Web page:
Why Louisiana Ragin' Cajuns softball player Julie Rawls put off law school to play again
Then COVID-19 turned life upside down.
Rawls’ 2020 senior season had just gotten going when it was canceled. But the NCAA later granted athletes an extra year of eligibility.
“She had to decide if she should put her professional life on hold to play another year of softball,” coach Gerry Glasco said.
With a marketing degree, the next move was up to Rawls.
“It was tough at first,” Rawls said, “because … law school takes three years, and I just kind of wanted to get that started so I could start my life that way.”
She decided torts and civil procedure could wait. Rawls, a 2019 first team All-Sun Belt Conference pick, preferred helping the Cajuns (44-10) chase a national championship.
The quest begins Friday (5:30 p.m., ESPN3) against George Washington (37-9) at the Baton Rouge Regional. LSU (32-19) opens against McNeese (34-24).
Rawls’ decision-making began by talking daily with shortstop Alissa Dalton.
“It was honestly like, ‘OK, if you’re coming back I’m coming back,’ ” Rawls said. “It was back and forth like that, because we both had hard decisions and we both love playing.
“When we both decided, we had this goal. It was like, ‘We’re coming back, and we’re coming back for all of it.’ … We came here to prove a point, and prove who the Ragin’ Cajuns are.”
The Cajuns had a No. 1 RPI ranking when the 2020 season was cut short, denying them a Women’s College World Series shot.
“Me and her coming back,” Dalton said, “has kind of been to … finish the job and go to (Super Regionals) and then make it to the World Series.”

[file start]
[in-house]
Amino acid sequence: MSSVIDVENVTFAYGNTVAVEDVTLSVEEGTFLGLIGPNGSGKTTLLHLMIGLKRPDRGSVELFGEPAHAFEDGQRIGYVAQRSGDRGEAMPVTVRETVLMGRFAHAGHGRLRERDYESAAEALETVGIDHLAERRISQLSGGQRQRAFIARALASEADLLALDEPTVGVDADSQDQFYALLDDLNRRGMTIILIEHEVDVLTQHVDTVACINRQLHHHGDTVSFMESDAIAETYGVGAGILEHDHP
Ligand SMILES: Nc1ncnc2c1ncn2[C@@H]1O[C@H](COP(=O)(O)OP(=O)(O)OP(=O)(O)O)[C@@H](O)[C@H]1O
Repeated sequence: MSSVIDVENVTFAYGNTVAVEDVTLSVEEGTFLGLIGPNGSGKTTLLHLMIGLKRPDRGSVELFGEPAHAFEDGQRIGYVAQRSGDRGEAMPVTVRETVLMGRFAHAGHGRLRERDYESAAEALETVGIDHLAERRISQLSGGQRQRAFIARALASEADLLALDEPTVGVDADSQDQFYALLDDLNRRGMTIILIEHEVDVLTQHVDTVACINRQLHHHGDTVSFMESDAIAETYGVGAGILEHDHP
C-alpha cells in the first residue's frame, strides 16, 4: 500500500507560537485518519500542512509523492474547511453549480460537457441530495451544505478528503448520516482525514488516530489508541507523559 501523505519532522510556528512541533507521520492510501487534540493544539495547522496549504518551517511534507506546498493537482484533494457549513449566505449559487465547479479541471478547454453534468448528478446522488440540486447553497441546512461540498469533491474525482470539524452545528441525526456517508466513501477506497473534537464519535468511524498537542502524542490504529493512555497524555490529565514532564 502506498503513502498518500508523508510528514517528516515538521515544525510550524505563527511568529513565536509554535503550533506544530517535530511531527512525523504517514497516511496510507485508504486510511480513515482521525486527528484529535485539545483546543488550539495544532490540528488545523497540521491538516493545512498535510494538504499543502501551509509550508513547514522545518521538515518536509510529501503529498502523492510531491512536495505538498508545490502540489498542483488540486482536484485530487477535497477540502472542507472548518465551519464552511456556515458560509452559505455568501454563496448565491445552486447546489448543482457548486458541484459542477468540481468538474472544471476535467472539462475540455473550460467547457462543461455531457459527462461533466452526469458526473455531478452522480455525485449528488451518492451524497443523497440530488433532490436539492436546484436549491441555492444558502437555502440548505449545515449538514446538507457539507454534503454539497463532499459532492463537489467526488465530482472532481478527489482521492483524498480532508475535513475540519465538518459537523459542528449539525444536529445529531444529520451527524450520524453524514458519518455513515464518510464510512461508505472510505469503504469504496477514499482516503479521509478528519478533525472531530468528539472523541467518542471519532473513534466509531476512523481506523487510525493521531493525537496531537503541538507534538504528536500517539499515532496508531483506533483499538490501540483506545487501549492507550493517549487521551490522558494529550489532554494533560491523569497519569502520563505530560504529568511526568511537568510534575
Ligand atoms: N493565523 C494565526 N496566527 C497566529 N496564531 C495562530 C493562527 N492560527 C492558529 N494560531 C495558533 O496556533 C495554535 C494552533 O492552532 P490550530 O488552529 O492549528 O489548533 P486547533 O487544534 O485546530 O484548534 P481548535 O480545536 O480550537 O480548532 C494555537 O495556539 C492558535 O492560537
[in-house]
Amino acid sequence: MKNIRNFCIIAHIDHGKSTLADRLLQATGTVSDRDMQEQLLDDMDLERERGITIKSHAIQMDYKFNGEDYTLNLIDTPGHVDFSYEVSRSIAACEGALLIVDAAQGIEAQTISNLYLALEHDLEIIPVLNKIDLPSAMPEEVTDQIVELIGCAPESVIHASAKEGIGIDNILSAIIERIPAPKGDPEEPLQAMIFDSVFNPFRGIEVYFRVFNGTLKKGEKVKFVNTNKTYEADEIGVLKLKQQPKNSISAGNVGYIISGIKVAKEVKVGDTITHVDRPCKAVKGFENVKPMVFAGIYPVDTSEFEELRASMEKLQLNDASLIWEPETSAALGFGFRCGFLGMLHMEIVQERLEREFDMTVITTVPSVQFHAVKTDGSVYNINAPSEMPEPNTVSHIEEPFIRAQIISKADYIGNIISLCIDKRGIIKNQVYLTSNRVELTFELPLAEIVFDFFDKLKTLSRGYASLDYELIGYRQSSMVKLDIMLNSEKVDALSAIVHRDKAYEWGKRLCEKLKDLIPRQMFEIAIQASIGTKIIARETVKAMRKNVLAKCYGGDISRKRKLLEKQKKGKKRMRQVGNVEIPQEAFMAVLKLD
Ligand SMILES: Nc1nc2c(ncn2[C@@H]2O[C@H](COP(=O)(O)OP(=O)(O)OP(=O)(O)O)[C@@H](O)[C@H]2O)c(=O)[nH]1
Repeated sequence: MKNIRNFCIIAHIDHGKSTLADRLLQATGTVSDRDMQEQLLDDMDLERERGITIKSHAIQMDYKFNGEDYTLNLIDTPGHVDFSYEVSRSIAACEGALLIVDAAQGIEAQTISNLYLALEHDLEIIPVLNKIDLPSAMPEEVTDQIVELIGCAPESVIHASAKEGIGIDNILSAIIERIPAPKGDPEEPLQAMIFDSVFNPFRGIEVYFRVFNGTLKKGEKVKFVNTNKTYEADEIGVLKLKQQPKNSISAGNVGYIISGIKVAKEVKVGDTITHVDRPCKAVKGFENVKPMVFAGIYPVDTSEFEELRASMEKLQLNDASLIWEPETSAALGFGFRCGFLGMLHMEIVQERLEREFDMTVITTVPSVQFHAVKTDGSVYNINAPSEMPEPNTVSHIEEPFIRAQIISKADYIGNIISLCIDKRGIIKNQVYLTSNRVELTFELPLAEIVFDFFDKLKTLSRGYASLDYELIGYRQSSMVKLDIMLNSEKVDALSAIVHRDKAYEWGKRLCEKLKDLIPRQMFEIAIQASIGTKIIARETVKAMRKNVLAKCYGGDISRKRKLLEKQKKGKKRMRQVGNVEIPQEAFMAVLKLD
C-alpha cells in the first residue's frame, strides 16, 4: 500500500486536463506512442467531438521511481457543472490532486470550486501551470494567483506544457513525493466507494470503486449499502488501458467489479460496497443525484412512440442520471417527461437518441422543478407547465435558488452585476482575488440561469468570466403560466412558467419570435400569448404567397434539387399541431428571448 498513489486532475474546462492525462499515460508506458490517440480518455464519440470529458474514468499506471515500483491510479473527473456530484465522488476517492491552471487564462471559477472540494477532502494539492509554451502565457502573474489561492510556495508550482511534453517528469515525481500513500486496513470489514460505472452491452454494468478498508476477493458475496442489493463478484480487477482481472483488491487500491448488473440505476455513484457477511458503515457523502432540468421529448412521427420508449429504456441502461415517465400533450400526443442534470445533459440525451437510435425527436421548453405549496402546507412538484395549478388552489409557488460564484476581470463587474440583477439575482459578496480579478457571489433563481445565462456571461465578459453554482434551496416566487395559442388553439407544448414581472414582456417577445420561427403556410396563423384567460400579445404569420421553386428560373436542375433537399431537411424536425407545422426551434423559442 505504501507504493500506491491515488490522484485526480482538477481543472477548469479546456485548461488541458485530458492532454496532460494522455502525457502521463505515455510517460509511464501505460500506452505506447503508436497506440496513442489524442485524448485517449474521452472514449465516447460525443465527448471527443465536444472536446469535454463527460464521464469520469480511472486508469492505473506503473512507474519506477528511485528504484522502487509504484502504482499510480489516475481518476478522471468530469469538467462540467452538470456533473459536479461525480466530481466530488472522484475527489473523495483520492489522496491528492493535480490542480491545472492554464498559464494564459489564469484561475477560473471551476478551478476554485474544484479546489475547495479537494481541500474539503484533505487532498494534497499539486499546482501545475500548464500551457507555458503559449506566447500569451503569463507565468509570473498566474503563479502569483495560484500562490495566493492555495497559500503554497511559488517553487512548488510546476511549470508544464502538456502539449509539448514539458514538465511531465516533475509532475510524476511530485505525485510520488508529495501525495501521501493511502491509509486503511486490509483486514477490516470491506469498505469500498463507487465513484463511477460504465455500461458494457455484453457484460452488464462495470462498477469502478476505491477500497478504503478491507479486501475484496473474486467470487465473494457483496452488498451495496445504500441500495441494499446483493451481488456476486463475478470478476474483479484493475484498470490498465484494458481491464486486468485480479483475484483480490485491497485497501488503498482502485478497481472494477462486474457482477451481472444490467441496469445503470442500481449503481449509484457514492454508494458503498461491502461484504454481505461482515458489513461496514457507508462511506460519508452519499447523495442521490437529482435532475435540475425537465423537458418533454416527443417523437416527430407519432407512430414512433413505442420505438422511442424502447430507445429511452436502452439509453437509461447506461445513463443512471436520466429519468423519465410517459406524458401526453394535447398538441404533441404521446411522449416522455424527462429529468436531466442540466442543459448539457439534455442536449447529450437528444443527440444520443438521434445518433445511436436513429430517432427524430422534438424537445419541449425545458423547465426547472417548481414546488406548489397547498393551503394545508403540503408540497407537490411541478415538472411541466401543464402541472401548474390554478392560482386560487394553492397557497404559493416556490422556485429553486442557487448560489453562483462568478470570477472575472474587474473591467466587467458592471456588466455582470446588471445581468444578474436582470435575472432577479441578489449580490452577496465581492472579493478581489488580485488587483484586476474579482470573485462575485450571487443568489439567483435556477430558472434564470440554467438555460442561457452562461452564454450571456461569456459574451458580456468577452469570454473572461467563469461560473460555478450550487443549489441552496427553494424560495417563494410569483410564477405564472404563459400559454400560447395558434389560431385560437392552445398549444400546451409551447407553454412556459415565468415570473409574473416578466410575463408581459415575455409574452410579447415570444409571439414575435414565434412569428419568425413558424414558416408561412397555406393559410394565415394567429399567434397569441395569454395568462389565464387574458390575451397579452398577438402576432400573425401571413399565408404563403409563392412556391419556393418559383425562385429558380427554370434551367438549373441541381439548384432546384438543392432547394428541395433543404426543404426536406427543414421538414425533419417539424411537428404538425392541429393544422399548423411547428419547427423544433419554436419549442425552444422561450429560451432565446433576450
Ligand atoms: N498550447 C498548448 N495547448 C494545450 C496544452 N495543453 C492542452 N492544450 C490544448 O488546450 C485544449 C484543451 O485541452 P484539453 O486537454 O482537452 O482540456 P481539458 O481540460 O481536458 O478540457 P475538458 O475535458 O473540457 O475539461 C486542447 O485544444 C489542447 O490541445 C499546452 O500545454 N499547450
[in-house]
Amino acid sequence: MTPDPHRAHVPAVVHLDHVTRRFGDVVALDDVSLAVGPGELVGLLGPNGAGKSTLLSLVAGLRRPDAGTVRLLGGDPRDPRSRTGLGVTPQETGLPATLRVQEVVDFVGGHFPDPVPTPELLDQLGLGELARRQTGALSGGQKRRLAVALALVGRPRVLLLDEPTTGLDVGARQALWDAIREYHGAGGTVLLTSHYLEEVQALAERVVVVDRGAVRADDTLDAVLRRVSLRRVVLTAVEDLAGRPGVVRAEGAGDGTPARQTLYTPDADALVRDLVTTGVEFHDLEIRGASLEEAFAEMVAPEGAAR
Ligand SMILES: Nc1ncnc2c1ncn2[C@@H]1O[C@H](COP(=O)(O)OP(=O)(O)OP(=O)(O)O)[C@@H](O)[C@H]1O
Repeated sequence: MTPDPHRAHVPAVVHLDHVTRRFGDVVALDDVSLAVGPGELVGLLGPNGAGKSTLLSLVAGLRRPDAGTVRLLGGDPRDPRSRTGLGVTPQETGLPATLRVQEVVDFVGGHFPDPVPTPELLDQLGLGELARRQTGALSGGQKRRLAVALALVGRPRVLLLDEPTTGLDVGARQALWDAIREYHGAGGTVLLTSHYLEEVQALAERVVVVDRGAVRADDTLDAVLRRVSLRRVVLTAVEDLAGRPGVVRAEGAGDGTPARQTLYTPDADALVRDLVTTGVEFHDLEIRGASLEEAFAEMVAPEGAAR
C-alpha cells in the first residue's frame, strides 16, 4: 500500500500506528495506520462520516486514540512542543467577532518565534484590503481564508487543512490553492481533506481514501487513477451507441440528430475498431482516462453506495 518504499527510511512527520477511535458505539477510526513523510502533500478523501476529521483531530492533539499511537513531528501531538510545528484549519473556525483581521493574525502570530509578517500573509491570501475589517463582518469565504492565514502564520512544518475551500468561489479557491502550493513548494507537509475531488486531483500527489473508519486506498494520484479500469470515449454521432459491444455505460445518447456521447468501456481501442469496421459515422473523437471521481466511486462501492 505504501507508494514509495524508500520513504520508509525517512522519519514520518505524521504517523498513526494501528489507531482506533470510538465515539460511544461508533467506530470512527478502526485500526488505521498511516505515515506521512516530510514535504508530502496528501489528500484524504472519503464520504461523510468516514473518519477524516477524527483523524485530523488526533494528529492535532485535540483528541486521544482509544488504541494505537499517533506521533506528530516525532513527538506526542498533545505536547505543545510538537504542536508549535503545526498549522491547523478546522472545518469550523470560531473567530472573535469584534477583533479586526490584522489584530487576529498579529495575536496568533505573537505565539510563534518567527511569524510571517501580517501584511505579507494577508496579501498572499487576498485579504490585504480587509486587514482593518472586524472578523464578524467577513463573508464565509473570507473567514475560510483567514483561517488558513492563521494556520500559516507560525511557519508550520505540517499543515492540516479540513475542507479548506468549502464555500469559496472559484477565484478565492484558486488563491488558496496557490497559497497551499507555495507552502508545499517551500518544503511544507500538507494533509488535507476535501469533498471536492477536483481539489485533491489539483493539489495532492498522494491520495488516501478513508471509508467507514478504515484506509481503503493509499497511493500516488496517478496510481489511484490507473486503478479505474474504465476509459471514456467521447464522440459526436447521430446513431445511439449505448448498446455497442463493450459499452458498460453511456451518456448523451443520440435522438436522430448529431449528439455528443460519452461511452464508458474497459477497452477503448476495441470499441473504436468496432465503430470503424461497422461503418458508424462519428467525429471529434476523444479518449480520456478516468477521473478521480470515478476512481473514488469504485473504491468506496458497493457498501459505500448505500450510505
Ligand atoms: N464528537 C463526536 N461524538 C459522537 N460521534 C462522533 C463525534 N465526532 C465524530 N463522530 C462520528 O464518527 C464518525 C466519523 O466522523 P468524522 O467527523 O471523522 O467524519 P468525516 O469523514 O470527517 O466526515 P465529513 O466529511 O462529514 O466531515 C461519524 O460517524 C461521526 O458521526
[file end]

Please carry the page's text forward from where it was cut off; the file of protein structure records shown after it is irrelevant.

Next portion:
Others offered their advice.
“I talked to some of my adult friends, and my mom – that kind of age group – and they pretty much said, ‘You have the rest of your life to be in the work force. Don’t rush that. You love softball. You love that atmosphere. If you have the chance, then you have to take it,’ ” she said.
“I’m glad I took it, because that’s true. I think I would have regretted it every day if I didn’t.”
So Rawls started 2021 behind the plate, where she spent most of 2019-20.
But an early season thumb injury prompted Glasco to activate freshman Sophie Piskos and move Rawls to her natural outfield position, which she played for Northwestern State in 2017-18.
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Rawls, starting in right, has a team-high nine home runs.
“It’s helped her a bunch,” Piskos said, “because, one, her legs are fresh, and, second, she’s an outstanding outfielder and she’s an amazing hitter.”
Rawls started 47 of 58 games at catcher in 2019. It took a toll.
But Rawls showed her speed during last week’s Sun Belt Tournament, stealing a base and making some flashy defensive plays.
“I was shocked how fast she was from first to second,” Glasco said. “I was like, ‘Wow.’
“We kind of minimize her athleticism when you put her behind the dish. There was … one low line drive where she had to charge in to make that catch. Very few outfielders can make that play.”
Rawls accustomed to making her case
Rawls is back her in element.
“It’s fun running around the grass and diving a few times,” she said.
She misses catching – “I loved being in that atmosphere and touching the ball every play and getting that relationship with the pitcher” – but doesn’t miss the nearly 300 squats required from a full-time each weekend.
“We had weights (Monday),” Rawls said, “and everybody kind of was like, ‘I’m sore today.’ I said, ‘Well, I feel good. I’m ready to go.’”
Rawls also is ready to resume her postgraduate plans once the season concludes.
She studied last fall for the LSAT, then took the pre-law school exam in February. Rawls hopes to get accepted by a program in her home state – perhaps the University of Texas, or St. Mary’s in San Antonio – and start after a gap year spent saving money.
Becoming a lawyer is a pursuit that makes sense to her.
“I’m really competitive,” Rawls said, “and I honestly love to argue, and so my mom always mentioned … ‘You’d be a great one; I’m promise you.’ ”
Softball has helped prepare Rawls to argue her case.
“Being a catcher,” she said, “you can actually have your voice in the game and kind of give (the umpire) your opinion.
“A lot of them … ask for your opinion. So it’s kind of fun to go back and forth on what you think is a strike and what they think is a strike.”